You may have heard about marine battery group size, but what does it mean, exactly? What are the differences between, say, a group 24 and a group 27 battery?
Simply put, the larger the group number, the greater the battery’s capacity will be. This also means that batteries with larger group size numbers will generally weigh more than batteries with smaller group size numbers.
Of course, weight is an important factor with anything you install on your boat. Knowing the weight of your marine batteries is crucial to knowing how well your boat will perform and how much additional weight you can add in terms of gear and passengers.
So, how much do group 24 batteries weigh? How about group 27 or group 31 batteries?
Let’s find out, shall we?
Table of Contents
How Much Does a Group 24 Battery Weigh?
Group 24 batteries have many different applications, so when choosing one for your boat, be sure to choose one that is rated for marine use. Marine rating is typically denoted by the “24M” distinction.
These batteries vary in weight depending on the type of battery and the quality of materials used to make them. For example, flooded lead-acid batteries will always weigh more than lithium batteries even if they are similar in size.
That said, most group 24 marine batteries weigh between 40 and 50 pounds. Their average dimensions are roughly 10 to 12 inches long, 6 to 7 inches wide, and 8 to 10 inches tall.
Group 24 batteries generally have an amp hour rating between 70 and 85, though some can go as high as 100 amp-hours. Most group 24 batteries are 12V batteries, and most can be wired together in series to double or triple the voltage.
Group 24 batteries can be used for powering small to medium-sized trolling motors for various lengths of time depending on the amp-hour rating and the power setting on your trolling motor. For example, the battery will supply power for longer if you keep the motor at a lower speed.
Group 24 batteries are useful for other marine applications as well. You can use them to power your boat lights or other electronics, fishfinders, or simply keep them as a backup power source.
How Much Does a Group 27 Battery Weigh?
Group 27 batteries also have a range of uses, so look for the “27M” distinction to make sure you’re getting a battery that is rated for marine use. Group 27 batteries are large, powerful batteries that usually have a much higher amp-hour capacity than group 24 batteries.
In weight, these batteries typically range from 60 to 75 pounds. Group 27 batteries made of lithium weigh significantly less. Their dimensions vary from 12 to 13 inches long, 6 to 7 inches wide, and 8 to 9 inches tall.
These batteries are rated anywhere from 65 to 110 amp-hours. Some of them are 12V batteries, while others are 24V. Either way, like the group 24 batteries above, they can also be wired together in series to double the voltage.
Of course, the higher power ratings mean plenty of power for most trolling motors and depending on the size of your trolling motor and the power setting you use, you may be able to use the same battery to power other devices on the boat as well.
Group 27 batteries provide plenty of charging capacity for most marine uses but keep in mind that they weigh more, so they may not be appropriate for use on very small boats.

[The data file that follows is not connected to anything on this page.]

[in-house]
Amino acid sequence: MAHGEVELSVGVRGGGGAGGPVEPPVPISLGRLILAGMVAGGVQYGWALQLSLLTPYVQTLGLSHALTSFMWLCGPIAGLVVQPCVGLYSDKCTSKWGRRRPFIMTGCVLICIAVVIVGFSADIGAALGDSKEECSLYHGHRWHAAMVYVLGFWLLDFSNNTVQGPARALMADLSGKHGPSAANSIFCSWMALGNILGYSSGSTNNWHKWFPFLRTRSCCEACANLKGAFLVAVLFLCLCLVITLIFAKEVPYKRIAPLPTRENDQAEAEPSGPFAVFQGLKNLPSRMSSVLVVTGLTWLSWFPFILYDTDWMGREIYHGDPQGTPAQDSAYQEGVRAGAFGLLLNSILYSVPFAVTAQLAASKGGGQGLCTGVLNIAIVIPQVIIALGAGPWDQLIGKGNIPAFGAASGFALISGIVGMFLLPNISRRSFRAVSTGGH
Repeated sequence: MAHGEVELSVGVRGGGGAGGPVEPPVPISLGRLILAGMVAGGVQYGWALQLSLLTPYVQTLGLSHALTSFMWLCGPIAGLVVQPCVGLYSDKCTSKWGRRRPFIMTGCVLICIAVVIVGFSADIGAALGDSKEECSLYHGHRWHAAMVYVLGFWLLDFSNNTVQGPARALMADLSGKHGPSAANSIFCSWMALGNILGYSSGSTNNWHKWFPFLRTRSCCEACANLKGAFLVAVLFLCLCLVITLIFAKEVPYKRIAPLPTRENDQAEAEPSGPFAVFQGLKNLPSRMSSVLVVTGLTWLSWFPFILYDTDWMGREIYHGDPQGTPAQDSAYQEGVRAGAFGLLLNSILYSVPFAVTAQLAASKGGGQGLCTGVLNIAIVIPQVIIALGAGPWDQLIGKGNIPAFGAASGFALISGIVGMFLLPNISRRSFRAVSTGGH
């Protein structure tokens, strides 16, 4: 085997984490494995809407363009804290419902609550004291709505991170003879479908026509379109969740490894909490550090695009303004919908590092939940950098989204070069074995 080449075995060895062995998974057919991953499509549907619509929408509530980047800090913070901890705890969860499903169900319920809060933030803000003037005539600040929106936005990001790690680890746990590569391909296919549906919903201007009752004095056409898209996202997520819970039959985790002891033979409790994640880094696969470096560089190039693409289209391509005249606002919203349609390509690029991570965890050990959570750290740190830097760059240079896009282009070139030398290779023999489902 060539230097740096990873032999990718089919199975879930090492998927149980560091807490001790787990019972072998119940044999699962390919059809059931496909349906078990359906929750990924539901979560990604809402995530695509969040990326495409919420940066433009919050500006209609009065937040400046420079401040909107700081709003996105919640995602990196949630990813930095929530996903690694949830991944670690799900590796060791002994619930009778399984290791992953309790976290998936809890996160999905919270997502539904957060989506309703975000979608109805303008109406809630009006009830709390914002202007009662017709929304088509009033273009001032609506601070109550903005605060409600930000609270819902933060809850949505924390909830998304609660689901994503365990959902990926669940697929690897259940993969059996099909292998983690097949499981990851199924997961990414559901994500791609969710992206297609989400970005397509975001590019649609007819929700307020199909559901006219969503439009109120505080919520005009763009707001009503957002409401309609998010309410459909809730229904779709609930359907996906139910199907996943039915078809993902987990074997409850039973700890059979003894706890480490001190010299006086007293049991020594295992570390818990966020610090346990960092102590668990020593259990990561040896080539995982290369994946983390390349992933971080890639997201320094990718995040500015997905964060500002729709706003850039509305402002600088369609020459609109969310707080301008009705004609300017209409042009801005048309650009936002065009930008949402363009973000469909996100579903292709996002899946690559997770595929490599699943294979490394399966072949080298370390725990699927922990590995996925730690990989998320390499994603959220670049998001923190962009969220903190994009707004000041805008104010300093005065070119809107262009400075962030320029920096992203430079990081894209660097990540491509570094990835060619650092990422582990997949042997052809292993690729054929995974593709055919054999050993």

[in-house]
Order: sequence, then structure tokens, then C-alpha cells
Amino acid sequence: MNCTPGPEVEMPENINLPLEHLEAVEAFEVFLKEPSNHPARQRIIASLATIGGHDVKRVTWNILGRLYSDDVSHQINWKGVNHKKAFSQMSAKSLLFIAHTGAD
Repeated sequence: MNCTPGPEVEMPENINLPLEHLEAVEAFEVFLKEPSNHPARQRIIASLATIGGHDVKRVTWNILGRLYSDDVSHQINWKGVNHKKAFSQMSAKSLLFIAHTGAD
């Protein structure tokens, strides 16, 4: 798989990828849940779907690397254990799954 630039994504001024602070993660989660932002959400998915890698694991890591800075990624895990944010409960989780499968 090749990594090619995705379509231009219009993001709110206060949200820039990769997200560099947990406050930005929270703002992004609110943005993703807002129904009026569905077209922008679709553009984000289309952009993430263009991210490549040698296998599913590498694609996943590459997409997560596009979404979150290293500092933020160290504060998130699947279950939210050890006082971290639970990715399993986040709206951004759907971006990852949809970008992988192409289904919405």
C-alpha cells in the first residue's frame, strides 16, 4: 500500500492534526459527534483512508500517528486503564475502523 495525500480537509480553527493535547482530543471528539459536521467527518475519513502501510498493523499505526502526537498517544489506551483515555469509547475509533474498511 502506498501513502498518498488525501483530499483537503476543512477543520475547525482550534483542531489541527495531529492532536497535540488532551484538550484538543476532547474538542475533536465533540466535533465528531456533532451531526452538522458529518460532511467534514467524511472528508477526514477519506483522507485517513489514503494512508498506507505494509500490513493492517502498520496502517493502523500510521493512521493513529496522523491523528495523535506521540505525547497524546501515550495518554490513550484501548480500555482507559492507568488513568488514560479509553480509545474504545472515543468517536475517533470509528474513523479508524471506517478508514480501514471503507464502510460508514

How Much Does a Group 31 Battery Weigh?
Group 31 batteries are generally used for marine and off-grid applications. Again, look for the “31M” distinction before purchasing a group 31 battery for your boat.
Group 31 batteries are similar in size to group 27 batteries. They typically weigh 60 to 75 pounds, and their dimensions range between 12 and 13 inches long, 6 and 7 inches wide, and 9 and 10 inches tall.
These batteries are significantly more powerful than both group 24 and group 27 batteries. They typically have an amp hour rating of 95 to 125. Some are 12V batteries while others are 24V, and like other batteries they can be wired together in series if needed.
Group 31 batteries are some of the most popular and commonly chosen for marine uses. They are powerful enough to be used as starting batteries, but they are also deep-cycle batteries so they can be used for powering nearly any of your boat’s electronics.
What’s more, these batteries often supply enough power for multiple electrical systems at once. For example, you might be able to power both your fishfinder and your boat lighting for hours off a single battery.
Group 31 batteries are a good option for large trolling motors that require a lot of power, or if you need to power a smaller trolling motor on a high-speed setting for long periods.
Battery Comparison Chart
Let’s take a closer look at some specific batteries. This way, we can better compare the different group sizes and weights to show how group 24 batteries are generally smaller, while group 27 and 31 batteries are larger and similar in size to each other.
(All information courtesy of DC Trolling Motor.)
|Deka-EastPenn Flooded Lead Acid, 75 Ah||Group 24||45.5 lb|
|Trojan Flooded Lead Acid, 100 Ah||Group 24||50 lb|
|VMAX Tank AGM, 100 Ah||Group 27||68 lb|
|Deka-EastPenn Flooded Lead Acid, 105 Ah||Group 31||60 lb|
|Deka-EastPenn AGM, 105 Ah||Group 31||67.5 lb|
|Deka-EastPenn Gel, 97.6 Ah||Group 31||68.5 lb|
Regardless of their group size number, marine batteries vary in weight and dimensions. The biggest factors in determining a battery’s size, other than group size classification, are the type of battery and the quality of materials used.
Hopefully, after reading this article, you’ll have a better understanding of battery group size numbers and the role they play in helping you determine the right battery for your specific marine uses.
Sarah Hood has been writing for Anchor Travel since 2021. When she’s not writing, she enjoys cooking, singing, and spending time in the great outdoors.